How to Detect Gas Leaks in Your Home
Gas leaks in the home can be one of the more insidious hazards you’re likely to encounter.
When it is initially extracted from beneath the earth’s surface, natural gas is colourless and odourless. An odourant is added to natural gas before it reaches the home to make leak detection easier, however there needs to be someone in or near the home to be able to detect it.
Given how many homes across Australia rely on this resource, particularly for cooking, heating and hot water purposes, it is critical to know what to do in the event of a gas leak in your home. Natural gas safety is paramount, so let’s explore it further.
Why are Gas Leaks Dangerous?
Gas leaking in your home is dangerous for numerous reasons. Whether it has come from your kitchen cooktop, the air conditioner or your hot water heater:
- Gas is highly flammable, and can cause a fire or explosion when it is exposed to flame or a spark from an appliance.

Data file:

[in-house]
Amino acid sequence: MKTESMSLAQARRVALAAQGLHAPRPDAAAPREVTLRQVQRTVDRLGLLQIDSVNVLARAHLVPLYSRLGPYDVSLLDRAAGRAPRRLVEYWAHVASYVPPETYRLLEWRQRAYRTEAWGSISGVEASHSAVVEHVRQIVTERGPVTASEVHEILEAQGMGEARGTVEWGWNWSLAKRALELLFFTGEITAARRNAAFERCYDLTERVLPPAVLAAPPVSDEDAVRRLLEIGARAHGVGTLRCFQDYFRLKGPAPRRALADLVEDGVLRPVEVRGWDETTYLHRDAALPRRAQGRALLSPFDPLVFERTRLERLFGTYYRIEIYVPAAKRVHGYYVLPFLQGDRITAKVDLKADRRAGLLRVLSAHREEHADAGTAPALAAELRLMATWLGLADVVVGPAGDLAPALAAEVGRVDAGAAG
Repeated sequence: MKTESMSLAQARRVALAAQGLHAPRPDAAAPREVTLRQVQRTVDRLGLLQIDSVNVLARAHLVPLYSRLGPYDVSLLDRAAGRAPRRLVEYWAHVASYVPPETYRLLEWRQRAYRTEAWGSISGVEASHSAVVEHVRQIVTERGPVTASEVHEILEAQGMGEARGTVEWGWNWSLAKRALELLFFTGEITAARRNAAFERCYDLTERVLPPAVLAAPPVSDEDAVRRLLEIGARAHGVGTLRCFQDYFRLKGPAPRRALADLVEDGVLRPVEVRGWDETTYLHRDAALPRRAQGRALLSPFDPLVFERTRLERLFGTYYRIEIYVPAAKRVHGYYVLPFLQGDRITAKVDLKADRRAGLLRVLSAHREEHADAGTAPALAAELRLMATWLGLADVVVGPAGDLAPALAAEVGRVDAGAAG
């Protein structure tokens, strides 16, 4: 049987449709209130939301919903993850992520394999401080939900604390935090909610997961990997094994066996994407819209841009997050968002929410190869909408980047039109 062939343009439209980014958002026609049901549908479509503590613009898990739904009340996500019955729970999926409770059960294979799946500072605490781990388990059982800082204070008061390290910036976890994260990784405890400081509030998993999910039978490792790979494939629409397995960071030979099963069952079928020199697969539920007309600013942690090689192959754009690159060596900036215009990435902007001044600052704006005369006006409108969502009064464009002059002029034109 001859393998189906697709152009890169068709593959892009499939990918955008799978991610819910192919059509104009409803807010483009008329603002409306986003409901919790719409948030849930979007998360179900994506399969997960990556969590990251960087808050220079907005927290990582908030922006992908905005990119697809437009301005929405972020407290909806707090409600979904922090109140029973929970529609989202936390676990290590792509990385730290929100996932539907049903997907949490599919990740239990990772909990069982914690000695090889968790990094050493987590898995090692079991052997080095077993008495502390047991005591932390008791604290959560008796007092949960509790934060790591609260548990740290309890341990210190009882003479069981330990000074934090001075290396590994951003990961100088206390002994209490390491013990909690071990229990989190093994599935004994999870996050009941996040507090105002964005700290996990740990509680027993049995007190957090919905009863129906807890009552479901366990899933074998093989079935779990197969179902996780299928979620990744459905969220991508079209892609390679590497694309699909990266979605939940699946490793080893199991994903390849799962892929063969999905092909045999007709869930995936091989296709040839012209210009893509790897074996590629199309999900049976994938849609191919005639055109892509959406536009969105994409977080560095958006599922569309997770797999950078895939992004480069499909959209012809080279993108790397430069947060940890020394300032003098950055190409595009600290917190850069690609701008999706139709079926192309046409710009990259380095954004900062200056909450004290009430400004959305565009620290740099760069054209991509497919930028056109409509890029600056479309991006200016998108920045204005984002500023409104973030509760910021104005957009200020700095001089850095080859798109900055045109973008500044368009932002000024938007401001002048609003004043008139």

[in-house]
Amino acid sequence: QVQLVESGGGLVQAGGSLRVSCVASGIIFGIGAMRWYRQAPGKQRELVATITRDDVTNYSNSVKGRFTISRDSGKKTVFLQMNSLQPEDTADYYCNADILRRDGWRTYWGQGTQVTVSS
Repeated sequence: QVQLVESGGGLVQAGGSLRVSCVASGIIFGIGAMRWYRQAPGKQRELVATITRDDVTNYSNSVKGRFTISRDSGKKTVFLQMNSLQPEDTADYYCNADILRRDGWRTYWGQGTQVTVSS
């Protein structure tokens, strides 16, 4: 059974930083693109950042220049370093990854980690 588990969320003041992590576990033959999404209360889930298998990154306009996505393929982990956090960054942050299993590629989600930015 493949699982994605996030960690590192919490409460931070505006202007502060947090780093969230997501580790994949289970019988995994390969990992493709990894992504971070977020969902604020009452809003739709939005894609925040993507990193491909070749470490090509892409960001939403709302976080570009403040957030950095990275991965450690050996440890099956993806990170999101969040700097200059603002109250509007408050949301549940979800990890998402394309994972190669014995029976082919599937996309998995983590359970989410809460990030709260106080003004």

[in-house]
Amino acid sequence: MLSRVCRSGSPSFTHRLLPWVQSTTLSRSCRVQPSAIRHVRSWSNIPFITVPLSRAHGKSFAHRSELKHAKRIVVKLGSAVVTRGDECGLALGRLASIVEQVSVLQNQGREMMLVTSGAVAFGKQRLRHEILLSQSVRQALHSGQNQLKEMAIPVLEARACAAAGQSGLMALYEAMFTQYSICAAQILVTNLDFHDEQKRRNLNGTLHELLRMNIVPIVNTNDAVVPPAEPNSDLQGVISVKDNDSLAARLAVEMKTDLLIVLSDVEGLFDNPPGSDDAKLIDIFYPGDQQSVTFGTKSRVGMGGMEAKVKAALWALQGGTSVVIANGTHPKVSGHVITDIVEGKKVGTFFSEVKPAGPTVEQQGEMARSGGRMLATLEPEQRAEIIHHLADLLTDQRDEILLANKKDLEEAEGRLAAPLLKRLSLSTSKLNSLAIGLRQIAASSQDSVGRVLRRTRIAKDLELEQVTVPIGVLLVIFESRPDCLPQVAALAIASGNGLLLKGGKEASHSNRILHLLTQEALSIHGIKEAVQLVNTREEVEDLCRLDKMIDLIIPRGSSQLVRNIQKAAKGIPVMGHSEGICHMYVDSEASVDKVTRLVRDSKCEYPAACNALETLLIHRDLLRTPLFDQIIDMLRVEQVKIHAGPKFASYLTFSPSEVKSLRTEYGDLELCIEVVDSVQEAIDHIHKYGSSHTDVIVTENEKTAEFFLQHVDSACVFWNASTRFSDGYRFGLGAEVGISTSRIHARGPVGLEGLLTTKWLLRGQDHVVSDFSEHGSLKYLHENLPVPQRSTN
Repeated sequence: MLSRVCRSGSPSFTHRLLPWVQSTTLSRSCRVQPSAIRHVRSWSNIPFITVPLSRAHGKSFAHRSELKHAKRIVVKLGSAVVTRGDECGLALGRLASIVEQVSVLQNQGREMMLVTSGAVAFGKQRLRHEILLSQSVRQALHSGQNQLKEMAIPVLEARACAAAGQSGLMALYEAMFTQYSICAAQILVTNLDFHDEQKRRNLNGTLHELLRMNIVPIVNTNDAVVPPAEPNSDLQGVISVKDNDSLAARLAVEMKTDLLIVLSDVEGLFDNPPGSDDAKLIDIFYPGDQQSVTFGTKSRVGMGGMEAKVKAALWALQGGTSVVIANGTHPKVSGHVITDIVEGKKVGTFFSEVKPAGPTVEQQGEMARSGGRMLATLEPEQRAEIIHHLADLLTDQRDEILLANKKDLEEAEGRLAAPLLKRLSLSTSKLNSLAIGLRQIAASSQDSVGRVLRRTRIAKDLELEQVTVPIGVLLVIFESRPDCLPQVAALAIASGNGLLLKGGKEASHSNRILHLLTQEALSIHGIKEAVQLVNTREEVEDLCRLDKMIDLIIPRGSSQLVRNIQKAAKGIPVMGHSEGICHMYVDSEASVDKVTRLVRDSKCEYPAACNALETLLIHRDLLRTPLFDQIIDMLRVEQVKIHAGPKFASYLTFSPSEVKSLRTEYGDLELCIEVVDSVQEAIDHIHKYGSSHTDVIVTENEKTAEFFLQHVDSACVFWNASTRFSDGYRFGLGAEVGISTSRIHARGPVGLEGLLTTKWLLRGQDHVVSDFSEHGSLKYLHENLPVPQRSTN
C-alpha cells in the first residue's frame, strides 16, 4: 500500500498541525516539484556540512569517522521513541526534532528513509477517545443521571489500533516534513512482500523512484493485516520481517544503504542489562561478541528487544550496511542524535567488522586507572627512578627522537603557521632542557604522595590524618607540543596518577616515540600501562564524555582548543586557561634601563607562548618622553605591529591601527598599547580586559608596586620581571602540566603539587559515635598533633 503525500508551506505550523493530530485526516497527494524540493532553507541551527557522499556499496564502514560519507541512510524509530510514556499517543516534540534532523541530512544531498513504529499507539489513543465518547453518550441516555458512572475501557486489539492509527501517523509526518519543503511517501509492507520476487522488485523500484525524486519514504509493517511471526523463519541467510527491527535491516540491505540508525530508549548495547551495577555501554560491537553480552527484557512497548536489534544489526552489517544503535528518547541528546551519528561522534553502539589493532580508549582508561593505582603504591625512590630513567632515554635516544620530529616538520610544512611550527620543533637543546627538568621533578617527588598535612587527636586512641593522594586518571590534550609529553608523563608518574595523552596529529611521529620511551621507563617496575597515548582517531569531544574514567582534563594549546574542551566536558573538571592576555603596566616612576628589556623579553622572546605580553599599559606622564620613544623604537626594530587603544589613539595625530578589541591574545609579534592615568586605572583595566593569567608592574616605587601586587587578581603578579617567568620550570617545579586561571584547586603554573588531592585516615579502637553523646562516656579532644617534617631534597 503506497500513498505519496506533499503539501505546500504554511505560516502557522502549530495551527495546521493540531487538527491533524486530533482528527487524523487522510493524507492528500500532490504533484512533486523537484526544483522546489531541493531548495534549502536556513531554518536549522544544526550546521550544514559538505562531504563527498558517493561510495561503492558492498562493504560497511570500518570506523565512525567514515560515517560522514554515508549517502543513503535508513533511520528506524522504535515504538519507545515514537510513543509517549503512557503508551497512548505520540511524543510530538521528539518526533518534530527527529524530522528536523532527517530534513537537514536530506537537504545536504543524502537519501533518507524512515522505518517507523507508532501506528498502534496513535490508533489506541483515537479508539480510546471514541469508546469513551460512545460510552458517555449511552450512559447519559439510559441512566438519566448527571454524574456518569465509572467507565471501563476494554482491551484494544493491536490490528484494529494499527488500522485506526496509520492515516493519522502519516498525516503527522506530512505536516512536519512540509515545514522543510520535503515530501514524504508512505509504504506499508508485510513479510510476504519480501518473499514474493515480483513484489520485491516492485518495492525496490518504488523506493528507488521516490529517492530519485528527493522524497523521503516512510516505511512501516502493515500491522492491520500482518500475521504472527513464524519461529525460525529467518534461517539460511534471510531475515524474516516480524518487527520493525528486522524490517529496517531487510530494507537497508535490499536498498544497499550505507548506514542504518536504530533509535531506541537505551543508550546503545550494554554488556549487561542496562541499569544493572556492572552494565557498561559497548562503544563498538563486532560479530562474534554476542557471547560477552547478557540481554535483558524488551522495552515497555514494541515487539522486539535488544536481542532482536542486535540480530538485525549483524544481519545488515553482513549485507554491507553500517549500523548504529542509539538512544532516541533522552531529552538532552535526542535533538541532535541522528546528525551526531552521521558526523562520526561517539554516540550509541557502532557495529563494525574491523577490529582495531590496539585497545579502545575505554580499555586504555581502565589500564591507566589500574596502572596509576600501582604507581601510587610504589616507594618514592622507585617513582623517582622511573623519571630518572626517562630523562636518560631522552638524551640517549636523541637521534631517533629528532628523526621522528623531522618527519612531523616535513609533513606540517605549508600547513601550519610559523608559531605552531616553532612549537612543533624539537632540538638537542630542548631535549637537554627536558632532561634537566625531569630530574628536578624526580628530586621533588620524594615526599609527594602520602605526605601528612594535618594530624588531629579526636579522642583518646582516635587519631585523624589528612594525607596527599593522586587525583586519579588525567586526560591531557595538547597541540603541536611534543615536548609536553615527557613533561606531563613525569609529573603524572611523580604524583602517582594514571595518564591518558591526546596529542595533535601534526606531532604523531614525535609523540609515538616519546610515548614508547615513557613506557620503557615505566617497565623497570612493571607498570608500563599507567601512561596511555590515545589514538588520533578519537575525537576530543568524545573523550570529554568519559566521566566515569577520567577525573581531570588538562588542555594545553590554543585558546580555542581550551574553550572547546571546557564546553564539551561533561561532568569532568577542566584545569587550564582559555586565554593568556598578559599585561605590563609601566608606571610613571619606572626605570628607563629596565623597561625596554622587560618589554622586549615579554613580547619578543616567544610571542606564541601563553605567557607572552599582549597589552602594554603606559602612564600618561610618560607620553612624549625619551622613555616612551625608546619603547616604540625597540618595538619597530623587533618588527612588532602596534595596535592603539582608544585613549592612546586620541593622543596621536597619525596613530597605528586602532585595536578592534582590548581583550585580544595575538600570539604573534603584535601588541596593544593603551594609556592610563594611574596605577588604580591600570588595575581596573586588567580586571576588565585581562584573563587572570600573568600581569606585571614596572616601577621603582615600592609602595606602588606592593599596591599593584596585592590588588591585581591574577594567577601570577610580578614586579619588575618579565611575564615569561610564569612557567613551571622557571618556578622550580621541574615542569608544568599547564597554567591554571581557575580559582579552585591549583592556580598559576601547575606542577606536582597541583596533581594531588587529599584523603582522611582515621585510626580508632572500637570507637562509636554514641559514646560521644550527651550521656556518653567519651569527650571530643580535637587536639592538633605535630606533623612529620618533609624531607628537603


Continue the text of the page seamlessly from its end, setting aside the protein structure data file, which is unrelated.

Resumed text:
- Natural gas reduces the volume of oxygen in a room, making it harder for people to breathe.
- Inhaling natural gas can lead to dizziness, nausea, headaches and fatigue. In larger quantities it can result in loss of consciousness and loss of memory among other health concerns.
- One of the biggest risks that comes with a gas leak is carbon monoxide poisoning. It gets into your bloodstream and can result in tissue damage. Even in low concentration volumes, carbon monoxide poisoning can be fatal.
Knowing how to detect if and where gas is leaking in your home is vital, and potentially life-saving.
The Tell-Tale Signs of a Gas Leak
There are several ways to tell if you have a suspected gas leak, beyond the obvious ability to smell gas inside.
- Your nose knows best – as natural gas is lighter than air, it will rise. Due to the presence of the added odourant, the gas will smell much like rotten eggs. If you detect that smell and you’re not actively using the gas for any purpose, such as cooking, there is a possibility you have a gas leak.
- Follow your ears – as well as following your nose, you may be able to follow your ears and detect the gas leak by actively listening for the source. Search for a hissing noise, especially near any gas-powered appliances, and you’ll potentially find your gas leak’s point of origin.